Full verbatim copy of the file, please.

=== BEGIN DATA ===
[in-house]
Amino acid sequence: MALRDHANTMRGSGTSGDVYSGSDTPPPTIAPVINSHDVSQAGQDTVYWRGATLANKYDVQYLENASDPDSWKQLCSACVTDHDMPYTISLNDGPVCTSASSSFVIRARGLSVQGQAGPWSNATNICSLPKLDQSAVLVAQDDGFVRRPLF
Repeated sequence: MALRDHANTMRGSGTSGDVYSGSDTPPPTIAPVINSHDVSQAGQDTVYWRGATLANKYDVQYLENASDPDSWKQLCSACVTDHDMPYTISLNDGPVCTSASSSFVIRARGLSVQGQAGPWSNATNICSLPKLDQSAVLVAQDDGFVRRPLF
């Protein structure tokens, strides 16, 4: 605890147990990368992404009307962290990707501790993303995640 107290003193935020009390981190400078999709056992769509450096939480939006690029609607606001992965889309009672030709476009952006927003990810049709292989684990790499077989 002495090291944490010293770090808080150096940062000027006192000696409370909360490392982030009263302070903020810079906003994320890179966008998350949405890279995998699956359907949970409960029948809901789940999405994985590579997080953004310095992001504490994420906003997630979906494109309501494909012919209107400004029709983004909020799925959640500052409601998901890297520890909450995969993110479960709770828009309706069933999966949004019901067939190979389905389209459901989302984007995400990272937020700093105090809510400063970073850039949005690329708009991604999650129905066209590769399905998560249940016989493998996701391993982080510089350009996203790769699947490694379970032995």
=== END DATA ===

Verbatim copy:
[in-house]
Amino acid sequence: MALRDHANTMRGSGTSGDVYSGSDTPPPTIAPVINSHDVSQAGQDTVYWRGATLANKYDVQYLENASDPDSWKQLCSACVTDHDMPYTISLNDGPVCTSASSSFVIRARGLSVQGQAGPWSNATNICSLPKLDQSAVLVAQDDGFVRRPLF
Repeated sequence: MALRDHANTMRGSGTSGDVYSGSDTPPPTIAPVINSHDVSQAGQDTVYWRGATLANKYDVQYLENASDPDSWKQLCSACVTDHDMPYTISLNDGPVCTSASSSFVIRARGLSVQGQAGPWSNATNICSLPKLDQSAVLVAQDDGFVRRPLF
């Protein structure tokens, strides 16, 4: 605890147990990368992404009307962290990707501790993303995640 107290003193935020009390981190400078999709056992769509450096939480939006690029609607606001992965889309009672030709476009952006927003990810049709292989684990790499077989 002495090291944490010293770090808080150096940062000027006192000696409370909360490392982030009263302070903020810079906003994320890179966008998350949405890279995998699956359907949970409960029948809901789940999405994985590579997080953004310095992001504490994420906003997630979906494109309501494909012919209107400004029709983004909020799925959640500052409601998901890297520890909450995969993110479960709770828009309706069933999966949004019901067939190979389905389209459901989302984007995400990272937020700093105090809510400063970073850039949005690329708009991604999650129905066209590769399905998560249940016989493998996701391993982080510089350009996203790769699947490694379970032995």